Here is why smartphones might have killed communication
Face to face communication and voice calls are actually less and less popular, especially amongst the young crowd where each teenager receives around 88 text messages per day on average. Those are staggering numbers.
Texting is not just casual fun. It’s become an obsession and just looking at those survey numbers you’d see how many accidents are caused by distracted driving. The main distractor? Our phones. Do you agree that smartphones have kind of become this protection we use to hide ourselves from other people sometimes? Or is the opposite true?
Have phones killed the conversation? (Infographic) Fullscreen
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Have phones killed the conversation? (Infographic)
1. ajac09 (Posts: 1167; Member since: 30 Sep 2009)
They killed communication by making it easier to communicate?
5. donfem (Posts: 461; Member since: 30 Mar 2011)
Yes. People now rely on phones which removes any form of relationship.
2. TheLolGuy (Posts: 463; Member since: 05 Mar 2013)
Learning to face people directly is a learned skill. It's also very uncomfortable, which is why it is very popular... especially amongst nervous and shy teens.
So in a sense, it might be killing communication... skills. I've seen a few of my cousins and relatives that are younger and they seem more ill-prepared to deal with people they don't meet on a daily basis. All their spunk and youthfulness seems to return and be expressed fully when they communicate indirectly however, whether by text or anything else.
3. bawboh86 (Posts: 10; Member since: 05 Jun 2013)
I can communicate more easily with people throughout the day, now. Before, I'd go to work and have no idea what was happening at home or elsewhere. Now I can text my girlfriend and find out if our fridge is fixed, or get her information, etc. I can also get communications from family about pictures they want (I do a lot of photography) and send them directly without having to get up. I think it's making communications easier, just not direct contact skills.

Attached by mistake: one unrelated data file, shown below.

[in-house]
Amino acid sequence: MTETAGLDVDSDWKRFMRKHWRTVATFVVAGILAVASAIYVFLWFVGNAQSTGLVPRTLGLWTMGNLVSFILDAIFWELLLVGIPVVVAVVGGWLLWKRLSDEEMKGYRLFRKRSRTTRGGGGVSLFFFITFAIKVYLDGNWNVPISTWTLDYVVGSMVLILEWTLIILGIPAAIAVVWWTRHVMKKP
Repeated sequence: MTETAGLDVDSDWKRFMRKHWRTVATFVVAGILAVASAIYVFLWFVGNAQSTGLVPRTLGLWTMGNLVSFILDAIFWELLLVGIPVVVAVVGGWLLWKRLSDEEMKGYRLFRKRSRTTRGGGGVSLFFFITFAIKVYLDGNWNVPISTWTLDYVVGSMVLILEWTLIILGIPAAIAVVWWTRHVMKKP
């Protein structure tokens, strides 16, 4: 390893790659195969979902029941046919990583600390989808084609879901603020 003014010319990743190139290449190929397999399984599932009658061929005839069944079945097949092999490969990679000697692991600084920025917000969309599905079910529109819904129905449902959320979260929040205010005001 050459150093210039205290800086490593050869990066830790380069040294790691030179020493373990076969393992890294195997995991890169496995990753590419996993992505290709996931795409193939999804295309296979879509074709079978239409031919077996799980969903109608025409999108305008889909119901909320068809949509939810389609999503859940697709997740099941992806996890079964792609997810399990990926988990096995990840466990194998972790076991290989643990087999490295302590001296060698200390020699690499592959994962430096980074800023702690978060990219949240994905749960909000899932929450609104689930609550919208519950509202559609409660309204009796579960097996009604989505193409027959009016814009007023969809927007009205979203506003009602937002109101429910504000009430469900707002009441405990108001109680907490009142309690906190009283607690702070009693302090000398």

6. donfem (Posts: 461; Member since: 30 Mar 2011)
Which is what the article is all about. Overreliance on phones has made people live in their own world without actually having physical connection with friends, family and colleagues.
4. Caralho (Posts: 119; Member since: 18 Jun 2012)
" I've seen a few of my cousins and relatives that are younger and they seem more ill-prepared to deal with people they don't meet on a daily basis."
I've noticed the same thing. It's all fine, until they have to go into the real world and sit across from someone they've never met before for a job interview, as unprepared as ever to deal with, and relate to other human beings face to face.
7. gazmatic (Posts: 502; Member since: 06 Sep 2012)
if it wasnt for skype and whatsapp I wouldnt be able to convince women to come to my country for a tropical tryst in the caribbean.
whatsapp adding voiice notes has really taken flirting to a whole other levelN
I say technology has improved communications... at least for me
at least i can get some gratification froma possible mate that is miles away
8. johnbftl (Posts: 160; Member since: 09 Jun 2012)
The concept of cell phones killing the ability for people to properly communicate came to my mind when the first T-Mobile Sidekick came out. My roommate and I had converted our garage into a studio for our bands to practice in, and we also rented it out to another band to make some extra money. They were friends of ours so they'd hang out during breaks or after they were done. They would all sit around in a circle texting, not saying a word to each other. Every so often one of them would look up from his phone laughing and yell something obscene to another about the text he just received, then go back to texting silently.